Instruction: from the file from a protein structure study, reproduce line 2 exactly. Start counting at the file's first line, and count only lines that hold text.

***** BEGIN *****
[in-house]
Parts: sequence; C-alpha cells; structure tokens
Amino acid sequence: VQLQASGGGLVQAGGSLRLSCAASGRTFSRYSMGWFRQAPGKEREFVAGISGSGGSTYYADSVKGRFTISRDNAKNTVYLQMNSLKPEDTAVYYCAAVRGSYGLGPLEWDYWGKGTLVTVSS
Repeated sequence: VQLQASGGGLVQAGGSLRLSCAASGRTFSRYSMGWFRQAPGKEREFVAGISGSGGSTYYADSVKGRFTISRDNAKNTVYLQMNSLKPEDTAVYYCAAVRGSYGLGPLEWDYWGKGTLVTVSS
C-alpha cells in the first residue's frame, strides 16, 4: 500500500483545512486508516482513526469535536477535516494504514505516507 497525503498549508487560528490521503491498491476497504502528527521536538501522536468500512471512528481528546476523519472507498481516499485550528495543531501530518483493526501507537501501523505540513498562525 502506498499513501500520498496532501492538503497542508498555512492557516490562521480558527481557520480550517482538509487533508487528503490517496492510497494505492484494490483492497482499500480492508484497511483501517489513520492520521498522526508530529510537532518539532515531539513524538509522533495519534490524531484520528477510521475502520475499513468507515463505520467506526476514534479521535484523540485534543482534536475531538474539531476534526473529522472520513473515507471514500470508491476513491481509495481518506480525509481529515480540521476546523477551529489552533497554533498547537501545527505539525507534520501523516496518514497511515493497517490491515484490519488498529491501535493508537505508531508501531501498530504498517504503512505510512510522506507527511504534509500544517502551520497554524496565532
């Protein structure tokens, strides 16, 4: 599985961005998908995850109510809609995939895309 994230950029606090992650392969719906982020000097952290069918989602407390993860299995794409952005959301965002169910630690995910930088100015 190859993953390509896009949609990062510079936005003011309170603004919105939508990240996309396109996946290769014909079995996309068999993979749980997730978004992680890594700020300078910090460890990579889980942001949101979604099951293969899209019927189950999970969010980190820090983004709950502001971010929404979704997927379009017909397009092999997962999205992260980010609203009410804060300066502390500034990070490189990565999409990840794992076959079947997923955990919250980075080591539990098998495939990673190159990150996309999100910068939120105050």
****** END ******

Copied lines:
Parts: sequence; C-alpha cells; structure tokens